How Vocal Fry Works

British DJS, Olympics British DJS, Olympics
Two British DJs broadcast from the top of the BT Tower in central London for a show to mark 50 days until the start of the 2012 Olympics. Some radio announcers speak with a vocal fry intonation. John Stillwell/PA Images via Getty Images

"To be or not to be," spoken in the haughty tones of the Queen's English — that's what we imagine when we think of Shakespeare's plays. But did Will and his friends really sound like Ian McKellan?

There's been a persistent claim in the southern U.S. that the Elizabethans really sounded like Appalachian mountain folk because that's where the old accents were preserved in isolated pockets from the days of Sir Walter Raleigh. Scholars aren't really sure whether this is true, but recent attempts to resurrect an authentic Shakespearean accent sound more like somebody from Ireland who spent a lot of time in Yorkshire [source: Telegraph].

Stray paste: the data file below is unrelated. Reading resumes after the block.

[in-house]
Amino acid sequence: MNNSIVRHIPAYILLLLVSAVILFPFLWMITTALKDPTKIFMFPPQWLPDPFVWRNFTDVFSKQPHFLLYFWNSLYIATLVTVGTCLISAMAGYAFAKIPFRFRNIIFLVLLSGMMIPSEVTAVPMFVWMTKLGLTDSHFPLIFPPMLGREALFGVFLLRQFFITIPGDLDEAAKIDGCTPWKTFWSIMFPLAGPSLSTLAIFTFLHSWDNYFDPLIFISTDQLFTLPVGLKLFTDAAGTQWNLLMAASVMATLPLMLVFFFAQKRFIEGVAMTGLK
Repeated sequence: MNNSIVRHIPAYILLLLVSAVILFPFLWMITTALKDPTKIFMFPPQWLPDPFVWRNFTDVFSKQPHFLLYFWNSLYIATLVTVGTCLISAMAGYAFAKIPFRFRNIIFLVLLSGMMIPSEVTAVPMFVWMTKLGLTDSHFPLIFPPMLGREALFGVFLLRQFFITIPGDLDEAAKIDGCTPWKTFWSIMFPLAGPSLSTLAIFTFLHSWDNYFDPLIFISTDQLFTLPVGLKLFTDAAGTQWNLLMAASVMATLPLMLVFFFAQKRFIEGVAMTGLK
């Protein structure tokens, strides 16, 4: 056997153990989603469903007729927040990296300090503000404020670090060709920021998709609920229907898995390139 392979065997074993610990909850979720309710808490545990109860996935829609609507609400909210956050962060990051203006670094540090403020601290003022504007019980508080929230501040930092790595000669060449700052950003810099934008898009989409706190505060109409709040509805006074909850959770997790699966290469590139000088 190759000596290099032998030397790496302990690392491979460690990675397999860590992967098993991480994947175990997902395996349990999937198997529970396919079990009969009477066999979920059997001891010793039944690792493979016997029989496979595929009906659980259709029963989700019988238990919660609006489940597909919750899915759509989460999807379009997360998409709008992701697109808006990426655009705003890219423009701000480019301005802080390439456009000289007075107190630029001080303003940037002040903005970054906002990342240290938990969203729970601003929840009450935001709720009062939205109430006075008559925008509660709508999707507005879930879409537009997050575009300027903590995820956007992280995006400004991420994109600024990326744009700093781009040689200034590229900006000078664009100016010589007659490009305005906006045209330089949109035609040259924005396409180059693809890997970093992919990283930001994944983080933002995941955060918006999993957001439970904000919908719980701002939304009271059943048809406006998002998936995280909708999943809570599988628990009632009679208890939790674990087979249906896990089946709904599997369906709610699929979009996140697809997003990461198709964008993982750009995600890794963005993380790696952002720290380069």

The point is, speech patterns change over time. You don't have to go back four centuries to prove this — just listen to how people speak in old movies or radio reports. Language, and how it's spoken, moves with the times. Some people don't like that. We'll call them the Guardians. "Do not go gently into that good night," say the Guardians. That way lies the decline and ruin of civilization. We must fight to preserve proper speech.

One of the more recent targets of these speech police is something called "vocal fry." So, what is it, who fries and why?